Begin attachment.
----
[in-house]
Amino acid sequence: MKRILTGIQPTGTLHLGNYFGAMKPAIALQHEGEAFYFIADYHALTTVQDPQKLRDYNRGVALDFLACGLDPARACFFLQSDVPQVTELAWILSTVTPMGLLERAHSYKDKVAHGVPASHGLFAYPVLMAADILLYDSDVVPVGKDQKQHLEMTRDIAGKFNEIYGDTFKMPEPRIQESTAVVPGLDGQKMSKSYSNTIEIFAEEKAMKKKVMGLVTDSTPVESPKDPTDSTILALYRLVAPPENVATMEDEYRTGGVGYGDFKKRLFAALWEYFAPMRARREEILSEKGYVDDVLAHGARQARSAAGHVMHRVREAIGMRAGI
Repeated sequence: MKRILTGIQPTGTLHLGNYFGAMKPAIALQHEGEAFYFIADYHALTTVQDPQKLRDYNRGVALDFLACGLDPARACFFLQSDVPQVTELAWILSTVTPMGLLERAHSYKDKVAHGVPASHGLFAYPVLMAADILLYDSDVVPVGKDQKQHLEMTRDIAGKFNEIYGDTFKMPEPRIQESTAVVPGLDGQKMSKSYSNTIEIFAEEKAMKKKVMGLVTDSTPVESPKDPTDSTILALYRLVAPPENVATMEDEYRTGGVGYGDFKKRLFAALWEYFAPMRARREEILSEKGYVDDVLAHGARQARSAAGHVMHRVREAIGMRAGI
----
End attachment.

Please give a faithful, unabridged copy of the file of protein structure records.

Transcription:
[in-house]
Amino acid sequence: MKRILTGIQPTGTLHLGNYFGAMKPAIALQHEGEAFYFIADYHALTTVQDPQKLRDYNRGVALDFLACGLDPARACFFLQSDVPQVTELAWILSTVTPMGLLERAHSYKDKVAHGVPASHGLFAYPVLMAADILLYDSDVVPVGKDQKQHLEMTRDIAGKFNEIYGDTFKMPEPRIQESTAVVPGLDGQKMSKSYSNTIEIFAEEKAMKKKVMGLVTDSTPVESPKDPTDSTILALYRLVAPPENVATMEDEYRTGGVGYGDFKKRLFAALWEYFAPMRARREEILSEKGYVDDVLAHGARQARSAAGHVMHRVREAIGMRAGI
Repeated sequence: MKRILTGIQPTGTLHLGNYFGAMKPAIALQHEGEAFYFIADYHALTTVQDPQKLRDYNRGVALDFLACGLDPARACFFLQSDVPQVTELAWILSTVTPMGLLERAHSYKDKVAHGVPASHGLFAYPVLMAADILLYDSDVVPVGKDQKQHLEMTRDIAGKFNEIYGDTFKMPEPRIQESTAVVPGLDGQKMSKSYSNTIEIFAEEKAMKKKVMGLVTDSTPVESPKDPTDSTILALYRLVAPPENVATMEDEYRTGGVGYGDFKKRLFAALWEYFAPMRARREEILSEKGYVDDVLAHGARQARSAAGHVMHRVREAIGMRAGI